Otis and the Tornado: One Book, Two Lessons
- Grades: PreK–K, 1–2
When I read a new kids book (which is something that I love to do), a time of year or a unit that the book would fit in perfectly with pops into my head. I recently found Otis and the Tornado by Loren Long, and two themes jumped out at me almost simultaneously. Just based on the title I was prepared to read a book that I could use during Severe Weather Week in April, but while I was reading it, another lesson became obvious: bullying.
If you don’t know about Otis, he is a tractor that is loyal, tenacious, brave, and a great friend. Otis is the kind of friend that you hope your child is to others when no one is looking. I recently had the chance to discuss this book with Otis’ author, Loren Long and this is what he had to say about Otis:
I'm not basing Otis on myself. I'm basing him on the person I aspire to be. I simply believe in the overall goodness of the character. I want children to feel that goodness and find a friend in Otis. A character that always cares about others first and always does the right thing, even if it's not easy.
If you know the character of Otis, then you know how kind and quiet his books are and what a joy they are to read aloud to a class. The books in the Otis series are:
There is also an Otis easy reader, Otis's Busy Day, and a series of board books.
Use this Can, Has, Does sheet to help your students come up with descriptive words about Otis after you have read several books in this series.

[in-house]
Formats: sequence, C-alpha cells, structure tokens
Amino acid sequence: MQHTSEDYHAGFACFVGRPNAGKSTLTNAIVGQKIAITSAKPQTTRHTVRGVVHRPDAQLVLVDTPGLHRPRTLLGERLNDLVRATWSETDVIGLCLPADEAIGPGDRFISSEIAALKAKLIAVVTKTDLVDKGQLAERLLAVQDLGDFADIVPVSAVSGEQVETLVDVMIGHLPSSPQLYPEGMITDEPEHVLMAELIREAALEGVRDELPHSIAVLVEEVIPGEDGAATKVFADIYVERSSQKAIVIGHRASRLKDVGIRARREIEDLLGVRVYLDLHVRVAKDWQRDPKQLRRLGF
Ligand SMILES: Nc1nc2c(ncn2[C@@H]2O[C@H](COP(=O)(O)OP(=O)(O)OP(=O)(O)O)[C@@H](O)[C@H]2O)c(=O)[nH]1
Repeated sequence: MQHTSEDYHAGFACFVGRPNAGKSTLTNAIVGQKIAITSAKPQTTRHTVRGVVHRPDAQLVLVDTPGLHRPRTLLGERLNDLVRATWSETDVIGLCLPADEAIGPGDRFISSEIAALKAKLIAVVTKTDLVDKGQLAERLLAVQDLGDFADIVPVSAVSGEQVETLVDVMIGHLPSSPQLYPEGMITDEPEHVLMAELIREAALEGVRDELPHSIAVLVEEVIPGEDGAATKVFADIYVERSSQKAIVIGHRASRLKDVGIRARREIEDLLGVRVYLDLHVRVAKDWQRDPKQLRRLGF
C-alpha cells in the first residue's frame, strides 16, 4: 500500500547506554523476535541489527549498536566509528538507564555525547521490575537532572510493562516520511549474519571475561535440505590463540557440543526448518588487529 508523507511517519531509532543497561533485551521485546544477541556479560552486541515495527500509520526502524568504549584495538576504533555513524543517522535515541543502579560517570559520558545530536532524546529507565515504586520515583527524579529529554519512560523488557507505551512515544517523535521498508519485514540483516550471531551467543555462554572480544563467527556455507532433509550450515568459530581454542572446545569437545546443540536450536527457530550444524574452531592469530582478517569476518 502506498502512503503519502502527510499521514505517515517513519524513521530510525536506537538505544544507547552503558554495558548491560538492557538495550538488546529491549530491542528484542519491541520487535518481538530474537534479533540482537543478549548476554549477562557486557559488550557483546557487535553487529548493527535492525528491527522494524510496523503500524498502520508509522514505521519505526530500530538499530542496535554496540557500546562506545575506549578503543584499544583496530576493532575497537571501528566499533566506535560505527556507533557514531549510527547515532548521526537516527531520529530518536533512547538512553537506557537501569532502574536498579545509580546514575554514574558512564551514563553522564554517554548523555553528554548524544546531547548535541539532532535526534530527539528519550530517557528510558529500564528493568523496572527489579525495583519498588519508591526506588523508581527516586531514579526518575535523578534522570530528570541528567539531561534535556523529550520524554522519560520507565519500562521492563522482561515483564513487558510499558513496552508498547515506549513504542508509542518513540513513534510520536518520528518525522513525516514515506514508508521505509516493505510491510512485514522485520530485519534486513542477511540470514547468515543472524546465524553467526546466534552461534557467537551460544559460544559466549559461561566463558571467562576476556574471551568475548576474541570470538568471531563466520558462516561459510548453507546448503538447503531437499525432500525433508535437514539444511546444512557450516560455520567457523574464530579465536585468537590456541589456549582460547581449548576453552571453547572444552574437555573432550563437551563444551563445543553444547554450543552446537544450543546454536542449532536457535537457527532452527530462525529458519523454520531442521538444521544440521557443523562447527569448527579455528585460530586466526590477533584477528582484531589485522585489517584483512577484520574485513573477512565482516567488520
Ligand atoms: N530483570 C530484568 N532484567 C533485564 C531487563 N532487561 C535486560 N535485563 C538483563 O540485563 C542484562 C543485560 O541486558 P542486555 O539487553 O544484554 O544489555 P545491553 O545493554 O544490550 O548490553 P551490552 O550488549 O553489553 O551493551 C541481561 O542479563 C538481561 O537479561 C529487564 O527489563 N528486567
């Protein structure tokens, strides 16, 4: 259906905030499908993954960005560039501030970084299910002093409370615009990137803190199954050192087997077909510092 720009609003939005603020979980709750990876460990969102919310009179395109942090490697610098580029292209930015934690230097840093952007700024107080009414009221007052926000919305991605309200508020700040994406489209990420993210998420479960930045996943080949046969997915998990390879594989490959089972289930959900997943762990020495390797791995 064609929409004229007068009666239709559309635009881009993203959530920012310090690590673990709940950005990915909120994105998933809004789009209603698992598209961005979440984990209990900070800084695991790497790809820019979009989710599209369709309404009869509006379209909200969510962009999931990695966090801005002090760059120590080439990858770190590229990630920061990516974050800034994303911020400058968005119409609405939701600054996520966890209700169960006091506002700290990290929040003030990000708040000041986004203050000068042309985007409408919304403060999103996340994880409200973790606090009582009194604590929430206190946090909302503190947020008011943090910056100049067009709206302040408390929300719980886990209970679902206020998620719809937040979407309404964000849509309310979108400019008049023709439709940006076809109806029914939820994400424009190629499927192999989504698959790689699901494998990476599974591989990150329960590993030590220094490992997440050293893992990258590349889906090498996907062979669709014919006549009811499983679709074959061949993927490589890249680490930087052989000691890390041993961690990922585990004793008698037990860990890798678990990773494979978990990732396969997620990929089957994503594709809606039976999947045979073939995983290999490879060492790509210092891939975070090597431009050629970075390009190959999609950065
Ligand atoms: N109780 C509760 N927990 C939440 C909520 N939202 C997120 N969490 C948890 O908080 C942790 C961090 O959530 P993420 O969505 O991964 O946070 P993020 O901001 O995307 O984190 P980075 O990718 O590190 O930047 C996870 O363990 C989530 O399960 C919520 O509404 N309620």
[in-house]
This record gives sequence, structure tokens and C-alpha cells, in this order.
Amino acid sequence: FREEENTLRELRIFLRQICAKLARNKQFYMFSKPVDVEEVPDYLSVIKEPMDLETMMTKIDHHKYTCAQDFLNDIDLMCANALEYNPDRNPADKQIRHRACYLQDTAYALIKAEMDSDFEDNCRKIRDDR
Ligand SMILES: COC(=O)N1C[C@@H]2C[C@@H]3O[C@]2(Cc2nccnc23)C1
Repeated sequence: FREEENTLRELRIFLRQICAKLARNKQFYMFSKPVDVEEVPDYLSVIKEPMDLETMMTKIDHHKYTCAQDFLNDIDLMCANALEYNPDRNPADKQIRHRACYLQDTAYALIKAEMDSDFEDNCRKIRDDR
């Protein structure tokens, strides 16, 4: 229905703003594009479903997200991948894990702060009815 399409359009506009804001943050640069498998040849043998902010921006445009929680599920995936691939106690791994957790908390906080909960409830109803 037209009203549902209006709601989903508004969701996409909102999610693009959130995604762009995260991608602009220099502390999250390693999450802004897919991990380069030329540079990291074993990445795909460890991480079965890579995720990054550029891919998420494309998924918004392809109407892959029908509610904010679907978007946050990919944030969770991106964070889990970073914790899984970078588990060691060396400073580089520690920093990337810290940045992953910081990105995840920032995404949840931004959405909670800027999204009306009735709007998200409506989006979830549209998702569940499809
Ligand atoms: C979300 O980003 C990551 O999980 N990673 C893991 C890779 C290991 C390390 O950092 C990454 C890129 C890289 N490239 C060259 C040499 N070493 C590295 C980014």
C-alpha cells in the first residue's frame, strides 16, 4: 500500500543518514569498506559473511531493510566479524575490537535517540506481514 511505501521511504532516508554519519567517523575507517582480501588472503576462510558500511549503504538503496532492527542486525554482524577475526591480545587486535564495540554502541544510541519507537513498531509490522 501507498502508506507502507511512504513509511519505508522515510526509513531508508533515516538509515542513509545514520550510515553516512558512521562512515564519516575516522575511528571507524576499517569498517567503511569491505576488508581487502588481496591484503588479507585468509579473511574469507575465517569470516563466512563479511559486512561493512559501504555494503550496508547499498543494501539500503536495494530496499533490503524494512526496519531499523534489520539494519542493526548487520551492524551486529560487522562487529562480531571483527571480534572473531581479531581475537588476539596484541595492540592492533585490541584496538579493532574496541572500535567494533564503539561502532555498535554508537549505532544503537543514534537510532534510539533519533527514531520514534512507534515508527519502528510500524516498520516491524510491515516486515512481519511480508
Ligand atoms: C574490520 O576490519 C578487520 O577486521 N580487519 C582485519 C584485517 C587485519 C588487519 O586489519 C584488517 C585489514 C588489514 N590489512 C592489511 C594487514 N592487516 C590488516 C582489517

I asked Long about the two different themes that I found in the book and this is what he had to say:
I actually started with two different ideas for the second Otis book. One was a story about the bull. The other idea was about how is reacts to a tornado coming to the farm. I had two different story lines working at the same time and it occurred to me that using them both in the same story strengthened both of them. What started out to be a simple story of how Otis helps his friends in a tornado became a more important story about how he handles the meanest animal on the farm . . . the bull.
If you use this book to teach about bullies I would suggest pairing it with Llama Llama and the Bully Goat by Anna Dewdney. Reading Llama Llama first opens the conversation for a what a bully is and what a bully is not. Make sure to create a chart so that you can reference it later. Then, while reading Otis and the Tornado, you have the chance to assess how well your students were able to process the differences in being bullied and an action that just wasn’t nice. Not all of the bull’s actions fall into the “bullying” category so it’s a great time to stop and discuss the list of behaviors that constitute being bullied and the behaviors that are not bullying. It is not an easy subject to discuss with a class of younger students, but this is where the conversations have to start if we have any hope of eradicating our school systems of dangerous, bullying behaviors.
During Severe Weather Week, many states have a mandatory tornado drill. This can be scary for younger students, especially in areas of the country where tornados aren’t that common. I typically get asked, “What’s a tornado?” or get told about a time that somebody knew somebody who had a tornado. (Many times the story isn’t about a tornado at all . . . one time it was actually a story about a burrito!)